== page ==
Apollo’s Leon Black says giving Epstein a second chance was ‘a terrible mistake’

Apollo Global Management CEO Leon Black said Thursday that giving Jeffrey Epstein a second chance following the late financier’s imprisonment in 2008 for soliciting an underage prostitute in

Apollo Global Management CEO Leon Black said Thursday that giving Jeffrey Epstein a second chance following the late financier’s imprisonment in 2008 for soliciting an underage prostitute in Florida was a “terrible mistake.”

Black gave his most comprehensive account to date of his ties with Epstein on Apollo’s third-quarter earnings call, as he acknowledged that what he has called a personal matter was now affecting the private equity firm he co-founded in 1990 and still controls.

Several investors in Apollo’s funds expressed concerns after Black said earlier this month that he regretted payments to Epstein of between $50 million and $75 million over the last decade for what he called “professional services.”

“Let me be clear, there has never been an allegation by anyone that I engaged in any wrongdoing, because I did not. Any suggestion of blackmail or any other connection to Epstein’s reprehensible conduct is categorically untrue,” Black said on the call.

Black said he first met Epstein in 1996, when the latter was advising prominent clients, including several heads of state, Nobel laureates, and even a US treasury secretary. The 69-year-old private equity veteran said he was not aware of Epstein’s criminal conduct until media reports surfaced in late 2006 of federal and Florida investigations into Epstein.

Black said that in 2012, three years after Epstein got out of jail following his conviction on soliciting prostitution from a minor, he retained Epstein for “personal estate planning, tax structuring and philanthropic advice” because of “misplaced comfort” in the “distinguished reputations” of the individuals in high society that Epstein continued to associate with.

“This was a terrible mistake. Had I known any of the facts about Epstein’s sickening and repulsive conduct, which I learned in late 2018, more than a year after I stopped working with them, I never would have had anything to do with him,” Black said.

Epstein was found hanged at age 66 in August 2019 in a Manhattan jail, while awaiting trial on sex trafficking charges for abusing women and girls in Manhattan and Florida from 2002 to 2005. He had pleaded not guilty.

Federal prosecutors and lawyers have sued Epstein’s more than $630 million estate to obtain compensation for the young women and girls he allegedly abused and trafficked.

In January, US Virgin Islands Attorney General Denise George sued the estate, seeking claims on behalf of victims he raped and trafficked on a private Caribbean island.

Black has said he intends to cooperate with the US Virgin Islands inquiry and any other investigation.

Apollo said that Epstein never did any work for the New York-based firm and announced last week that three board directors tasked with probing Black’s ties to Epstein had retained law firm Dechert LLP to launch a full review.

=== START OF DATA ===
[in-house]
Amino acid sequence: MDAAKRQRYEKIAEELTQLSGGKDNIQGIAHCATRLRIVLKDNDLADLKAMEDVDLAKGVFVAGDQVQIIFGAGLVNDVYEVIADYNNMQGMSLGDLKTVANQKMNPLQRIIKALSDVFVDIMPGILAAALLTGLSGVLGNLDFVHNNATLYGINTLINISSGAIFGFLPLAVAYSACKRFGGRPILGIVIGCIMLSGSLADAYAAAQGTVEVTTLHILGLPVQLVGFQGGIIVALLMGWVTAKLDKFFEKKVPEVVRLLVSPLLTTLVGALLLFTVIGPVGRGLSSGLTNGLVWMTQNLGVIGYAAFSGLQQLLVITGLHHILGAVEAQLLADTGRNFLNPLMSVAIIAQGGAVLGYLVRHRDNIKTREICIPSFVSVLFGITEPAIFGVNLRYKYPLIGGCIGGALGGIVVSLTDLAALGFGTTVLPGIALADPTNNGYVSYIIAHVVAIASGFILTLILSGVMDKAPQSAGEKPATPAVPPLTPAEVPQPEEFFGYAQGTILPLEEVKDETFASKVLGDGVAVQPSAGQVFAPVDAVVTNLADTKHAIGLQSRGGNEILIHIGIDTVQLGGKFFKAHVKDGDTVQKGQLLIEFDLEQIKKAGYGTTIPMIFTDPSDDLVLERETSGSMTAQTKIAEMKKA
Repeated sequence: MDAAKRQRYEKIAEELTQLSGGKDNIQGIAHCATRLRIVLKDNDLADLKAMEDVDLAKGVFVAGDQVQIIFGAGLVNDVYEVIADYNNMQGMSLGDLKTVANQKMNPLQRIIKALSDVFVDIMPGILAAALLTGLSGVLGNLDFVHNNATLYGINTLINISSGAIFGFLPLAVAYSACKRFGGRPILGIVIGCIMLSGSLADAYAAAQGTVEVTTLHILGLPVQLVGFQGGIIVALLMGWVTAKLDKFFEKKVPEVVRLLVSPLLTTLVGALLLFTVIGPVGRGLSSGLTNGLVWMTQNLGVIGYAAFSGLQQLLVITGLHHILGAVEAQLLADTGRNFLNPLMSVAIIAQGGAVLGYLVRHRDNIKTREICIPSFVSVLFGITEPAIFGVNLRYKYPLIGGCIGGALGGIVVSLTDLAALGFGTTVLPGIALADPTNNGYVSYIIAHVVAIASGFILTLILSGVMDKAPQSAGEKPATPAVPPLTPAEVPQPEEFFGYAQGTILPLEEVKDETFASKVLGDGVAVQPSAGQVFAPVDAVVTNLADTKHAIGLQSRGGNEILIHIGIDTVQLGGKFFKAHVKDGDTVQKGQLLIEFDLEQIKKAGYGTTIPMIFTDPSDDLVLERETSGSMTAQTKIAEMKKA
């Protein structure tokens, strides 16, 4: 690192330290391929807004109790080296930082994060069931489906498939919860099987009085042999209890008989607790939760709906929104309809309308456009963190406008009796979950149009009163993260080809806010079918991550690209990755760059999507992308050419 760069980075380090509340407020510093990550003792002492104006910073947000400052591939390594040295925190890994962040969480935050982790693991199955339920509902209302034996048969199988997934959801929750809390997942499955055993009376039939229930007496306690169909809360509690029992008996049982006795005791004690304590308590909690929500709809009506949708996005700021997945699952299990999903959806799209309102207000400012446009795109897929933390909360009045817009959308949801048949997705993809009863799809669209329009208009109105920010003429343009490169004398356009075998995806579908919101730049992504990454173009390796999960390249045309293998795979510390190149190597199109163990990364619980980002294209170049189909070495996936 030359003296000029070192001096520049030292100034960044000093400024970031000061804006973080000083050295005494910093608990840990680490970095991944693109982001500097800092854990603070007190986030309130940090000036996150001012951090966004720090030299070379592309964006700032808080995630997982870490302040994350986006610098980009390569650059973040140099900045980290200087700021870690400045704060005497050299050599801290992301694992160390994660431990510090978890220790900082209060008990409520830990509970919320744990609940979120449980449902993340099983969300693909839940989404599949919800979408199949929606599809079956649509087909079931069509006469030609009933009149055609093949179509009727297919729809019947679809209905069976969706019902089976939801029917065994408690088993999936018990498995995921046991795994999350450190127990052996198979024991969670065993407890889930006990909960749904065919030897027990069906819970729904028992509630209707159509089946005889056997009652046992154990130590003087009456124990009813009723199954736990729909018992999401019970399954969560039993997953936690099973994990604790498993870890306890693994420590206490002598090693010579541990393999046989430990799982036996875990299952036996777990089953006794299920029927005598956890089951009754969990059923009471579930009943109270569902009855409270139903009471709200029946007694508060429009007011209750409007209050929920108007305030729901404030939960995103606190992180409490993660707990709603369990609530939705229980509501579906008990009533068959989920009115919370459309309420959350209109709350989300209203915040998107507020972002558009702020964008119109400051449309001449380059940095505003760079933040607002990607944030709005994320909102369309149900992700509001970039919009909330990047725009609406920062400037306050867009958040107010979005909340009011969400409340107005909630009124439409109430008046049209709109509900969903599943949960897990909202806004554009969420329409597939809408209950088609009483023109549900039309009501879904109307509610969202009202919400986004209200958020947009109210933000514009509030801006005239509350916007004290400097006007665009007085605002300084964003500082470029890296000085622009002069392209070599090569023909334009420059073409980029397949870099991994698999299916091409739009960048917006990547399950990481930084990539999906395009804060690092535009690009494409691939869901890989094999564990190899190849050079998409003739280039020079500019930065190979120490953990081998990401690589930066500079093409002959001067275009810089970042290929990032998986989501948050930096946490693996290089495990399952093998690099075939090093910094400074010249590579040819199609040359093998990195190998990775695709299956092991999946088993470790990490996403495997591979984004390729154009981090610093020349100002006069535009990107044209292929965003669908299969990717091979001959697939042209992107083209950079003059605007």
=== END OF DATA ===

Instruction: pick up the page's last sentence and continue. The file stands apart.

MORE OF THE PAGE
Apollo Chief Financial Officer Martin Kelly said on Thursday the review would include going though emails and interviewing people. He said he hoped it would be concluded by the end of the year.

Apollo co-founder and Senior Managing Director Josh Harris, seen as Black’s likely successor were he to step down, said the firm expected fundraising would slow down in the near term, as some investors waited for the review’s findings.

Kelly added that only 3 percent of the investor money Apollo manages could be withdrawn in the next two years, and that the firm’s big insurance investment portfolio buttressed its income from a slowdown in fundraising.

Apollo shares were down 2.8 percent at $37.82 in afternoon trading in New York on Thursday. “Although the stock appears oversold to us, the ring-fencing seems mostly discounted,” Citigroup Inc analyst Bill Katz wrote in a note following the earnings call.


Apollo reported a steeper than expected drop in third-quarter profit. Distributable earnings (DE) – the cash available for paying dividends to shareholders – fell to $205.1 million from $222.5 million a year earlier, as a big rise in profit in Apollo’s credit businesses was not enough to offset a steep drop in its private equity and real estate divisions.

That translated to DE per share of 47 cents, underperforming Wall Street analysts’ average forecast of 49 cents, according to data from Refinitiv.

Apollo said the value of its credit funds appreciated 3.7 percent in aggregate in the third quarter, with its private equity portfolio rising 8 percent. Its real estate, principal finance and infrastructure funds climbed 3.4 percent in aggregate.

Blackstone Group, the world’s largest private equity firm, reported a 9 percent rise in third-quarter distributable earnings on Wednesday, while its private equity portfolio appreciated by 12.2 percent.

Carlyle Group reported a smaller-than-expected 6 percent drop in its third-quarter distributable earnings on Thursday, with its overall fund portfolio rising 5 percent during the quarter.

Apollo said total assets under management rose to $433.1 billion as of the end of September, up from $414 billion three months earlier.

It ended the quarter with $45.8 billion in unspent capital and said it would pay a quarterly dividend of 51 cents a share.

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